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Treasuries gain as U.S. wage growth trails forecast in June

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(Bloomberg) — Treasuries gained after a report showed the U.S. added fewer jobs than forecast and wages stagnated in June, fueling doubts about when the Federal Reserve will be able to raise interest rates.

Yields fell after the Labor Department reported that the U.S. economy added 223,000 jobs last month, compared with a forecast for 233,000 among economists surveyed by Bloomberg. Wages grew at a slower rate than anticipated. Traders have been eyeing income growth as a key indicator of when the Fed will deem the economy strong enough to raise rates for the first time since 2006.

“The Fed has the ammunition if they want to pull the trigger and tighten in September, and I think they want to, but the number this morning causes a little concern,” said Richard Schlanger, who helps invest $30 billion in fixed-income securities as vice president at Pioneer Investments in Boston. “There don’t seem to be any wage pressures at this point. Obviously it impacts inflation.”

Schlanger said he likes short-term corporate debt, though he had recently added Treasuries approaching the end of the second quarter to boost liquidity.

The yield of the benchmark 10-year U.S. Treasury note fell 4 basis points, or 0.04 percentage point, to 2.38 percent at 9:05 a.m. New York time, according to Bloomberg bond trader data. It touched 2.46 percent before the jobs report.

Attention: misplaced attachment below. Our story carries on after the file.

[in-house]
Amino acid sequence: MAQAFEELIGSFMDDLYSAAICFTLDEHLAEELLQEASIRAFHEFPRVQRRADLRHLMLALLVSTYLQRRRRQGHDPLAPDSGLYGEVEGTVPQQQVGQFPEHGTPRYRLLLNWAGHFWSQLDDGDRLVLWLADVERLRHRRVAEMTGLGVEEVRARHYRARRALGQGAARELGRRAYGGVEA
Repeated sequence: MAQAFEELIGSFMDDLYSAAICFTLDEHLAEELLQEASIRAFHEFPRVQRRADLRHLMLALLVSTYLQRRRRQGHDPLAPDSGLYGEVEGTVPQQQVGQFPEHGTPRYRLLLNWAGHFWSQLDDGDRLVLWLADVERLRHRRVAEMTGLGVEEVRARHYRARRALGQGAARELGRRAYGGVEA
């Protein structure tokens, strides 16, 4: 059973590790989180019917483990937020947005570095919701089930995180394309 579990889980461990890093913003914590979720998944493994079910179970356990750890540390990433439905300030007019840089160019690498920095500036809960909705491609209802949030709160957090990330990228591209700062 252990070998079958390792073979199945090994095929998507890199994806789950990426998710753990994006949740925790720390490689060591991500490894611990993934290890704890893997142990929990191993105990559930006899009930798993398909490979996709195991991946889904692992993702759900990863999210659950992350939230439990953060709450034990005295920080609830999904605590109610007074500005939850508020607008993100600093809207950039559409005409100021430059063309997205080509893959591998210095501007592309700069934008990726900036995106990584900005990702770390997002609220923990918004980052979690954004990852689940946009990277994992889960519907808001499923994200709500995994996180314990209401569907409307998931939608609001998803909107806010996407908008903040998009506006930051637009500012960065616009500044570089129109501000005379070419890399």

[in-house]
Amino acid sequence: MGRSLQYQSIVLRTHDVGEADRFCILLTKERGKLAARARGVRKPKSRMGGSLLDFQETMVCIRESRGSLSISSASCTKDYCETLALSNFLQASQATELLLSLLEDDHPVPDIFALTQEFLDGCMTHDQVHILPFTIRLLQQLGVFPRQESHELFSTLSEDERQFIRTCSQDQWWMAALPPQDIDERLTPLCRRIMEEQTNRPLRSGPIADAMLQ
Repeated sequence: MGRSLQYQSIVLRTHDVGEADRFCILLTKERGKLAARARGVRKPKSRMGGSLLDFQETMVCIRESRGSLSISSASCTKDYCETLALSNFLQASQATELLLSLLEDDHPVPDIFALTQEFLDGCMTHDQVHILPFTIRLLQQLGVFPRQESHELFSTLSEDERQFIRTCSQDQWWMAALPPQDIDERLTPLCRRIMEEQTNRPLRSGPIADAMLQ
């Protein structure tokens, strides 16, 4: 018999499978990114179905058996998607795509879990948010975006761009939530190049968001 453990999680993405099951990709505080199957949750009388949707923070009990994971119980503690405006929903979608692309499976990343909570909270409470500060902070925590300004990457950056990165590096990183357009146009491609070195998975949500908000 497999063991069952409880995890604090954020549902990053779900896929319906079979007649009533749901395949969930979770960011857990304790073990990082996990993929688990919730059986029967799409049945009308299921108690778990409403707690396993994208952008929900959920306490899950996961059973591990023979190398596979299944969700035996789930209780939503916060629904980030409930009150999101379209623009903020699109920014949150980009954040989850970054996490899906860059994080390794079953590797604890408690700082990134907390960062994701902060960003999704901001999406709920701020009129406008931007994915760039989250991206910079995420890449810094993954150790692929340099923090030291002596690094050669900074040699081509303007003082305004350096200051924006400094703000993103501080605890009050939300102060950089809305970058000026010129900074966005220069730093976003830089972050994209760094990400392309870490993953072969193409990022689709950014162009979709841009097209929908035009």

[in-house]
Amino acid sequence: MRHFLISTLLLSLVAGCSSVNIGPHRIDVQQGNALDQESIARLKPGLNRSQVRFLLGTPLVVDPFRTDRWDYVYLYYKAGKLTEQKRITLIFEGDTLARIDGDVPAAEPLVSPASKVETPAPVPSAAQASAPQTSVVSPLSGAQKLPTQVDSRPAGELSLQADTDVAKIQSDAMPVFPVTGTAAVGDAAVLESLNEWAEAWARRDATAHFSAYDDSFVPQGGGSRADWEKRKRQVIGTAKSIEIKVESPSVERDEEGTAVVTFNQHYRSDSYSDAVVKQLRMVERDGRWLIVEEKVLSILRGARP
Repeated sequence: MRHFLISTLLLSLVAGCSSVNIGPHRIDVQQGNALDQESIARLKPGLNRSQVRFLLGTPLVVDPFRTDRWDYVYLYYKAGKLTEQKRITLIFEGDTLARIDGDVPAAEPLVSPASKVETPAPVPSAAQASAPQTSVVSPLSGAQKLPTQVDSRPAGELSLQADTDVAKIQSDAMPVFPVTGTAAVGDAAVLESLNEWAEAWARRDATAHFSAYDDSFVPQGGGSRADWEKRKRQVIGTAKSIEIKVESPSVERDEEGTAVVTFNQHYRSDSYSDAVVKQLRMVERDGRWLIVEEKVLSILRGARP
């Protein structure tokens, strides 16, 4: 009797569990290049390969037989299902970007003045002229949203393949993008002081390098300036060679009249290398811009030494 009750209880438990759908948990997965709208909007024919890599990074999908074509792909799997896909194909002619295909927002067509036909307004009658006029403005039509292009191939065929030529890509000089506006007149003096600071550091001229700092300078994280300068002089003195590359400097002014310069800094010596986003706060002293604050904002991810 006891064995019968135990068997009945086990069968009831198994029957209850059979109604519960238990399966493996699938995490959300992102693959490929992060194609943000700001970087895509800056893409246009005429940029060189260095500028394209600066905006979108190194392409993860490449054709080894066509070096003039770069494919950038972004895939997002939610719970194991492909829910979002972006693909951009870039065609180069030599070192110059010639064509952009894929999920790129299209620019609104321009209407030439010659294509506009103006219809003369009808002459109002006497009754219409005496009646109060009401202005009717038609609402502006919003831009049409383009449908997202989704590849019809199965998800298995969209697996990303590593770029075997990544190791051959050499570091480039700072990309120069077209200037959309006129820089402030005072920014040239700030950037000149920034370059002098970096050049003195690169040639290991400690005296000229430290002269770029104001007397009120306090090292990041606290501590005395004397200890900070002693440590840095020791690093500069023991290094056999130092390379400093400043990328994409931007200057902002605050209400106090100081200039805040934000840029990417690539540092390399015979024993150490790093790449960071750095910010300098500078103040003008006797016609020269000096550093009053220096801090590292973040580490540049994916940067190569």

The 2.125 percent note due in May 2025 gained 3/8, or $3.75 per $1,000 face amount, to 97 25/32.

Low Inflation

Fed funds futures show there’s a 27 percent chance the central bank will increase its benchmark rate from near zero in September, down from 35 percent Wednesday, and a 68 percent chance by December, down from 72 percent, according to data compiled by Bloomberg.

Average hourly earnings at private employers increased just 2 percent over the 12 months ended in June, following a 2.3 percent gain the prior month. They’ve posted a 2 percent gain on average since the current expansion began.

“Many people were looking for a pick-up in average hourly earnings and they didn’t get it,” said Thomas Di Galoma, head of fixed-income rates and credit at ED&F Man Capital Markets in New York. “We’re seeing this lack of inflation generally.”

The increase in June payrolls followed smaller gains in the prior two months as U.S. job market reflected a more moderate pace of economic growth. The jobless rate fell to a seven-year low of 5.3 percent as more people left the labor force, the Labor Department report showed Thursday in Washington.

The data challenge the view that the U.S. labor market has rebounded after an unexpectedly weak March report that led to a sharp drop in Treasury yields. In May, the economy added more jobs than forecast and hourly earnings rose more than projected, causing bond yields to surge.

–With assistance from Alexandra Scaggs in New York.